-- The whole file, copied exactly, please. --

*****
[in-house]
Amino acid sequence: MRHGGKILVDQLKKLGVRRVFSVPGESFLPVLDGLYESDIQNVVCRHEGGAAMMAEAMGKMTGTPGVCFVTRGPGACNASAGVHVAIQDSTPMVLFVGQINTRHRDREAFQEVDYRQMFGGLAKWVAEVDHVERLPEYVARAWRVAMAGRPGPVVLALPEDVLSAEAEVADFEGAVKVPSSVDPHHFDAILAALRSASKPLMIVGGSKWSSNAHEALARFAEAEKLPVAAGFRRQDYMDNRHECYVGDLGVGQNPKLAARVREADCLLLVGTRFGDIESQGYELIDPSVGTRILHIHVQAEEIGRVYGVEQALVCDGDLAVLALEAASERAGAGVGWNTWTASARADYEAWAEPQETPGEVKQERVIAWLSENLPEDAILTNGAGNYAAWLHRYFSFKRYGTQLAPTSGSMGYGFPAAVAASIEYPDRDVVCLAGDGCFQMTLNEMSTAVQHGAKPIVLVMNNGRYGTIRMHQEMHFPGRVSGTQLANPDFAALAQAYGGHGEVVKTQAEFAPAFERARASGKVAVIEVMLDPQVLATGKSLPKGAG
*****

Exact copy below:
[in-house]
Amino acid sequence: MRHGGKILVDQLKKLGVRRVFSVPGESFLPVLDGLYESDIQNVVCRHEGGAAMMAEAMGKMTGTPGVCFVTRGPGACNASAGVHVAIQDSTPMVLFVGQINTRHRDREAFQEVDYRQMFGGLAKWVAEVDHVERLPEYVARAWRVAMAGRPGPVVLALPEDVLSAEAEVADFEGAVKVPSSVDPHHFDAILAALRSASKPLMIVGGSKWSSNAHEALARFAEAEKLPVAAGFRRQDYMDNRHECYVGDLGVGQNPKLAARVREADCLLLVGTRFGDIESQGYELIDPSVGTRILHIHVQAEEIGRVYGVEQALVCDGDLAVLALEAASERAGAGVGWNTWTASARADYEAWAEPQETPGEVKQERVIAWLSENLPEDAILTNGAGNYAAWLHRYFSFKRYGTQLAPTSGSMGYGFPAAVAASIEYPDRDVVCLAGDGCFQMTLNEMSTAVQHGAKPIVLVMNNGRYGTIRMHQEMHFPGRVSGTQLANPDFAALAQAYGGHGEVVKTQAEFAPAFERARASGKVAVIEVMLDPQVLATGKSLPKGAG